Priority and Likelihood of Confusion

To prevail on a likelihood of confusion claim brought under Trademark Act Section 2(d), a party must first prove that it owns “a mark registered in the Patent and Trademark Office or a mark or trade name previously used in the United States … and not abandoned . . .” Trademark Act Section 2(d), 15 U.S.C. § 1052(d). For purposes of priority, Applicant may at the very least rely on the filing date of its application. M.C.I. Foods, Inc. v. Bunte, 96 USPQ2d 1544, 1550 (TTAB 2010); see also, J.C. Hall Co. v. Hallmark Cards, Inc., 340 F.2d 960, 144 USPQ 435, 437 (CCPA 1965). The involved application was filed on January 12, 2012 (see footnote 1).

We have carefully reviewed all of the evidence that is properly before us and conclude that Opposer has not established that he is the owner of the pleaded mark, SCENE MAGAZINE NEW YORK, in connection with magazines, let alone that he acquired ownership rights in this mark prior to January 12, 2012. That is, while we made a finding in the context of standing that the evidence shows that Opposer’s website involves a “Scene” magazine, there is insufficient evidence to conclude that the pleaded mark is being used in commerce by Opposer or, for the purpose of establishing priority, that it was in use prior to January 12, 2012. As noted above, the entire record consists of internet printouts submitted under a notice of reliance and there is no accompanying testimony.[16] Thus, while several of the printouts contain depictions of a magazine with SCENE (or SCENE NY) on the cover, there is no further proof that this magazine was actually circulated or commercially available at any time. Statements in the articles, referencing magazine launches, cannot be taken as true. For example, one of the printouts appears to be the copy of the inside of a magazine cover and reads, “We distribute from NYC to the Hamptons”; however, this is not evidence that the magazine is, or was, actually in circulation.[17] Safer, 94 USPQ2d at 1040; see also Couch/Braunsdorf Affinity, Inc. v. 12 Interactive, LLC, 110 USPQ2d 1458, 1467 n.30 (TTAB 2014). Even if, arguendo, we were to conclude that the internet printouts demonstrate use of the pleaded mark, there is absolutely no evidence indicating that Opposer’s rights in that mark date back to any time before Applicant’s priority date. Again, statements made in the printouts submitted by Opposer under notice of reliance, such as “© 2009 Scene Magazine. All rights reserved,”[18] cannot be used to demonstrate his priority without testimony corroborating the truth of this matter. Id.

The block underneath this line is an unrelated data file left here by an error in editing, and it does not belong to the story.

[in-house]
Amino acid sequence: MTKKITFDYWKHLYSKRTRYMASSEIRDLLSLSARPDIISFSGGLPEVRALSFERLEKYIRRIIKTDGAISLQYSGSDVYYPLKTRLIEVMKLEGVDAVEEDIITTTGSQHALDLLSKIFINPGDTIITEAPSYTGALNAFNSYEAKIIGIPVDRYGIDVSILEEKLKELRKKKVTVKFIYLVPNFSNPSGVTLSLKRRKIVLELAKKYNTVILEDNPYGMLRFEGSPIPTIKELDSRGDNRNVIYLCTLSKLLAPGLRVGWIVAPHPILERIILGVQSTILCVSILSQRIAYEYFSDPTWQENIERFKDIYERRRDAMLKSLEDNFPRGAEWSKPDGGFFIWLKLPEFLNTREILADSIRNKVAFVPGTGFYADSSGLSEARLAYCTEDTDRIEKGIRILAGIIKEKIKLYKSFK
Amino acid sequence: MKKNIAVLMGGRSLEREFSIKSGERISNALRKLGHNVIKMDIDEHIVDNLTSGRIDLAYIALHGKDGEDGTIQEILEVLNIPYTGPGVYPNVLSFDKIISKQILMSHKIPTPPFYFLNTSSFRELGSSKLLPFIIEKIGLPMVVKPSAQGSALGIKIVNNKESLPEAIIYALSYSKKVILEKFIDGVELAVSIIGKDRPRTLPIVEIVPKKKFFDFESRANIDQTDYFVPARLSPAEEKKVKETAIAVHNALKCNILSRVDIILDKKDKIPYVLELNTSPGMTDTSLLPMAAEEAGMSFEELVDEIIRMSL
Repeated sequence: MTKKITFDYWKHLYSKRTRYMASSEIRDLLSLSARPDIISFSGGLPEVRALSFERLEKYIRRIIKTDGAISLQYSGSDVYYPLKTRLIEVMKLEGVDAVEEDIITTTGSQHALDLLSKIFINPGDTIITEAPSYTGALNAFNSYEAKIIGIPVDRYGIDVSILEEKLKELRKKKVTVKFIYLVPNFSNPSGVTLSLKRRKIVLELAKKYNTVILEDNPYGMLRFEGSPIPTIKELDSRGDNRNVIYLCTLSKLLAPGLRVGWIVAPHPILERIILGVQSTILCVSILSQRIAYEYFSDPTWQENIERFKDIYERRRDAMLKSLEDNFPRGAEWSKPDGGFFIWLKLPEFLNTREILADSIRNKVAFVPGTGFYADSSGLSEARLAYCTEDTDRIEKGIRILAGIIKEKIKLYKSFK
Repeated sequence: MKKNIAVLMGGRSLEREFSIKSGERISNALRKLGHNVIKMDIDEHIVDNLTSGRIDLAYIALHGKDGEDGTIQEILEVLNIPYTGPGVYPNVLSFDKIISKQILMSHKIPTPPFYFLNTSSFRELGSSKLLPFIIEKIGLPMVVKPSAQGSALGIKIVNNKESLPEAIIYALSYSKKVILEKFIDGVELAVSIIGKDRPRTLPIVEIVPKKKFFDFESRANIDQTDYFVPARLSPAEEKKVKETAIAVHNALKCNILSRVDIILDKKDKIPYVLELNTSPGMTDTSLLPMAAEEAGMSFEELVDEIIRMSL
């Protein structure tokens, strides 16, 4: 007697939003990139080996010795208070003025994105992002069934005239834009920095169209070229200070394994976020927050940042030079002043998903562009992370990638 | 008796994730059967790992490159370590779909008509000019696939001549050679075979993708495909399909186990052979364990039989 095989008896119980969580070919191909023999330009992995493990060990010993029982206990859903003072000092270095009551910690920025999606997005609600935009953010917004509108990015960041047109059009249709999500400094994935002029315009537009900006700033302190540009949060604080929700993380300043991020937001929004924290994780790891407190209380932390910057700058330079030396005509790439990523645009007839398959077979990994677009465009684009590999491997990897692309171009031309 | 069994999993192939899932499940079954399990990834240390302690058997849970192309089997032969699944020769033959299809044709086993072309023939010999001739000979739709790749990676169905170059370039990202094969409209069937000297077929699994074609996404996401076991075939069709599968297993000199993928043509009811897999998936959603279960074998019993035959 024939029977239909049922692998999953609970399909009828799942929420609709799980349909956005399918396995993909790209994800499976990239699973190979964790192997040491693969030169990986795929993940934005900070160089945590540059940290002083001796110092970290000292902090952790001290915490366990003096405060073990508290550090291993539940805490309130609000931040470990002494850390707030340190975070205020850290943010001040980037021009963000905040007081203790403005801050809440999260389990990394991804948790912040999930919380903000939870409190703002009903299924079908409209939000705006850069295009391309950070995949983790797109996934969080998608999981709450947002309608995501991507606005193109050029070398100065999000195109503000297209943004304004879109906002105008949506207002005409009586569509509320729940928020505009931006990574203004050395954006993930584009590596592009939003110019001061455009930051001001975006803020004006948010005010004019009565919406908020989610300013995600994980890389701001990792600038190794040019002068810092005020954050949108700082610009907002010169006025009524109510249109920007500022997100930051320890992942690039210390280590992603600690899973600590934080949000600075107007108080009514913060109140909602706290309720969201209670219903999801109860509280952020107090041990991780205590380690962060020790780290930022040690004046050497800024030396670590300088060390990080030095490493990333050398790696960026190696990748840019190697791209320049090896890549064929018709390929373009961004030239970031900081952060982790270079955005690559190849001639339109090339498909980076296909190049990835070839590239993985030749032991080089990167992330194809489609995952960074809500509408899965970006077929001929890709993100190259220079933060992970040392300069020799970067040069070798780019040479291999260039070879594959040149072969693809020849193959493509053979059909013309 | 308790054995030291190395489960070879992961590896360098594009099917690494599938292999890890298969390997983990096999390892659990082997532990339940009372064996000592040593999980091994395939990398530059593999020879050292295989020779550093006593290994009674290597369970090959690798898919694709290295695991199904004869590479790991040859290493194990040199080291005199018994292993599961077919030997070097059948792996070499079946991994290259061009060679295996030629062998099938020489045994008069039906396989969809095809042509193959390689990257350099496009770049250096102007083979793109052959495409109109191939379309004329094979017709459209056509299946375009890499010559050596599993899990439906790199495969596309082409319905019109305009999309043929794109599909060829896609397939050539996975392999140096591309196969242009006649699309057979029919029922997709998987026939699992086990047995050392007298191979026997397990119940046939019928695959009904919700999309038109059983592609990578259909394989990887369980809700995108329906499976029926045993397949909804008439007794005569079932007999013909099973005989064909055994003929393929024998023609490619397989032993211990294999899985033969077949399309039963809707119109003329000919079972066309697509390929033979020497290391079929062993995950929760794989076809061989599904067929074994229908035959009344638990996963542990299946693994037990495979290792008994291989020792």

In sum, Opposer has not proven he is the owner of the mark pleaded in the notice of opposition and, even if he did prove ownership, he has not demonstrated he has priority. Accordingly, he cannot prevail on the likelihood of confusion ground.

Lack of Bona Fide Intent to Use the Mark

Given there is no evidence regarding Applicant’s activities or its intent, Opposer has failed to meet his burden of proof with respect to his claim that Applicant lacked a bona fide intent to use the applied-for mark in commerce at the time of filing the involved application.

Decision:  The opposition is dismissed on both the claim of likelihood of confusion and the claim of no bona fide intent to use the mark.

Footnotes:

[1] Application Serial No. 85514764 was filed on January 12, 2012, based upon an allegation of a bona fide intent to use the mark in commerce under Section 1(b) of the Trademark Act, 15 U.S.C. § 1051(b).

[2] Notice of Opposition, 1 TTABVUE. The ESSTA electronic transmittal sheet for the notice of opposition also lists a claim of deceptiveness, under Section 2(a) of the Trademark Act, as a ground for opposition. However, Opposer did not set forth any supporting allegations in the body of the notice of opposition nor did he pursue this ground at trial or on brief. We therefore consider any deceptiveness claim to be waived.

[3] 1 TTABVUE 4; Notice of Opposition ¶¶ 4-5.

[4] Id. at 5; ¶ 15.

[5] Id. at 6; ¶ 23.

[6] 6 TTABVUE.

[7] 54 TTABVUE.

[8] 18 TTABVUE (notice of reliance). Pursuant to a Board order (23 TTABVUE), several of the materials submitted under the notice of reliance were stricken by the Board and are not being considered of record. The materials listed herein were not stricken and have been considered.

[9] 18 TTABVUE 238-240 (identified as “Exhibit D” in Opposer’s submission).

[10] 18 TTABVUE 242-251 (identified as “Exhibit E” in Opposer’s submission).

[11] 18 TTABVUE 258-270 (identified as “Exhibit G” in Opposer’s submission).

[12] 1 TTABVUE 4; Not. of Opposition ¶ 4.

[13] Id.

[14] While an opposer may establish standing by alleging and proving that its pending application was refused registration based on the applicant’s prior pending application, Life Zone Inc. v. Middleman Group Inc., 87 USPQ2d 1953, 1959 (TTAB 2008), here, Opposer failed to make the pleaded application of record and he did not plead that his application was refused on the basis of Applicant’s mark.

[15] In its brief (54 TTABVUE 4), Applicant characterizes the materials in the following manner:

Those exhibits consist of the following: (a) illegible copies of Opposer’s website; (b) excerpts from Applicant’s magazines and promotional materials and (c) articles relating to Applicant.

 

[16] Opposer’s attempt to introduce his discovery deposition as testimony was denied by the Board’s grant of Applicant’s motion to strike. See 23 TTABVUE.

[17] 18 TTABVUE 240.

[18] Id. at 239.

image_pdfimage_print